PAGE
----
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non combat ships


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#1 Acharis   Crossbones+   -  Reputation: 3966

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Posted 25 October 2013 - 01:39 PM

It's for some sort of 4X space strategy game (it's not important what kind exactly, things in this topic should fit to several ones).

 

 

I was thinking about shipyards. Not as buildings that generate any resources or "production" but like in a real word, a place where ships are built. Those shipyards would be a limiter of ships production (you have tons of money and resources but you can't build more ships because you have no free shipyards).

 

So far it's all strightforward. But I was thinking of adding some sort of civilian ships. If you are preparing for war you are producing warships, but if not, your shipyards are not idle but automaticly produce some freighters, currier ships, luxury passenger liners, etc. Those help your empire in an economic way (or other). I mean, I don't want it to be the standard "you build a shipyard and then use it at 100% capacity to produce warships".

 

Now the question, how exactly it should work and what kind of non combat ships there should be? And do you think this idea is worth pursuing?

 

 

I can see it as a slider warships/civilian. Or some automatic "use up shipyard if you are building a warship and all free shipyards auto produce civilian ships". Or maybe make three categories: warships, freighters, civilian/commercial. I think it would be nice to introduce some "private sector" :) Like, you pay for warships (gives you military power), you pay for freighters (gives you imperial logistics/transport) and you DO NOT pay for civilian/commercial ships since these are bought by citizens and used for trade/pleasure (gives more money form tax + from selling the ships to population and/or increase happiness).

 


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#2 Waterlimon   Crossbones+   -  Reputation: 2634

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Posted 25 October 2013 - 01:46 PM

And then you can of course refit the civilian ships into floating nuclear missile launch platforms...

 

You should consider whether it fits in with the rest of the game. If you dont also have civilian activity on land it would seem out of place.

 

 

Maybe not make them completely civilian, but as some kind of military-owned non-military vessels, to provide items (and week long luxury cruises) to your troops to increase battle motivation.


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#3 Hasmond   Members   -  Reputation: 143

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Posted 25 October 2013 - 03:09 PM

The idea certainly sound interesting and I think you should go for it.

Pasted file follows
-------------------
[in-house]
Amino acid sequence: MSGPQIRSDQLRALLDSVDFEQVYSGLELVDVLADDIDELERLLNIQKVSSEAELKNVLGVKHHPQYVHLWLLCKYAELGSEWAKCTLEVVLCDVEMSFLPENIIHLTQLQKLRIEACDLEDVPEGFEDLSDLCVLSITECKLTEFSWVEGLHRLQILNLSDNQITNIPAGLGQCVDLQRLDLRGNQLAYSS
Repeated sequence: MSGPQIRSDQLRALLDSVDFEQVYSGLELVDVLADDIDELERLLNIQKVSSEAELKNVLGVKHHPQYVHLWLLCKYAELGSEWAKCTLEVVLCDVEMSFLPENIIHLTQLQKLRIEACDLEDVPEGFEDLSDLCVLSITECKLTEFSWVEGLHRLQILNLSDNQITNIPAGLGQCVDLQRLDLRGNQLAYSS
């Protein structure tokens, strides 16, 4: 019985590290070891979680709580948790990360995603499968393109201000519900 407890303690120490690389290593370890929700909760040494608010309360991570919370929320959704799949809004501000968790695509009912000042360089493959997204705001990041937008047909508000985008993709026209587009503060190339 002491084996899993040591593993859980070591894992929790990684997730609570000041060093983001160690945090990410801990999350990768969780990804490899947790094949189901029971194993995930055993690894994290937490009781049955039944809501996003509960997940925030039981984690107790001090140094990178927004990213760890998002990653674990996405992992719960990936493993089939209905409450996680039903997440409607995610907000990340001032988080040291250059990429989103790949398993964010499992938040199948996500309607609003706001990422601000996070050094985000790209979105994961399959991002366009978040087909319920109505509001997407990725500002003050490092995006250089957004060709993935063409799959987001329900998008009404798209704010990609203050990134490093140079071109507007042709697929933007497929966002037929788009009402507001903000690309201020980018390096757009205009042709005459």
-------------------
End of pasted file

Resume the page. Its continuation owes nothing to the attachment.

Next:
For non-combat ships I would suggest;

 

Trader ships - They move from your shipyard/resource holder to the edge of the map (or to allied base) then return to your shipyard/resource holder giving you some resources.

 

and

 

Miner ship - Mines asteroids to get resources that they deposit at your base.



#4 TechnoGoth   Crossbones+   -  Reputation: 2797

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Posted 25 October 2013 - 03:41 PM

I always assumed a shipyard that built military vehicles didn't do civilian stuff in the same way that a tank factory doesn't build cars.

 

I do kind of like the idea that civilian ships are tied into growth and expansion with perhaps a minimum amount of civilian vehicles are required for your colonies to reach a certain levels of development and having a surplus will speed of growth.   It could be as simple as setting the shipyard to auto build commercial vehicles and then it goes away and does it with no more interaction for you starts producing space trucks, and space buses.  As your colonies develop you start to see more advanced and large civilian vehicles you might even see a luxury casino station open in orbit of a planet.



#5 Luckless   Crossbones+   -  Reputation: 1883

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Posted 25 October 2013 - 04:33 PM

I always assumed a shipyard that built military vehicles didn't do civilian stuff in the same way that a tank factory doesn't build cars.

 

I do kind of like the idea that civilian ships are tied into growth and expansion with perhaps a minimum amount of civilian vehicles are required for your colonies to reach a certain levels of development and having a surplus will speed of growth.   It could be as simple as setting the shipyard to auto build commercial vehicles and then it goes away and does it with no more interaction for you starts producing space trucks, and space buses.  As your colonies develop you start to see more advanced and large civilian vehicles you might even see a luxury casino station open in orbit of a planet.

 

The most widely produced tank in history was initially produced in a locomotive factory that was converted for wartime use. The battleship Bismarck was made in the same yard that produced some of the largest civilian liners in history, and now produces warships and equipment for the oil industry. Industrial capacity is industrial capacity. If you can build a heavily armoured warship, then you can likely build lighter commercial ships in even less time.

 

One mechanic that could be interesting to play with is having different classes of production that are suitable for either commercial or military production. Engines and hulls for example. The factories that can build the biggest engines would clearly cost more, say 3x as much as one that could only produce smaller engines (such as those more likely to be used by lighter commercial vessels), but while the 'bigger' factory could also produce the smaller engines it would no do so at 3x the rate. The same could go for hull armour. Yards designed mainly to handle lighter armour would be cheaper, but take far longer to build ships with heavier armour.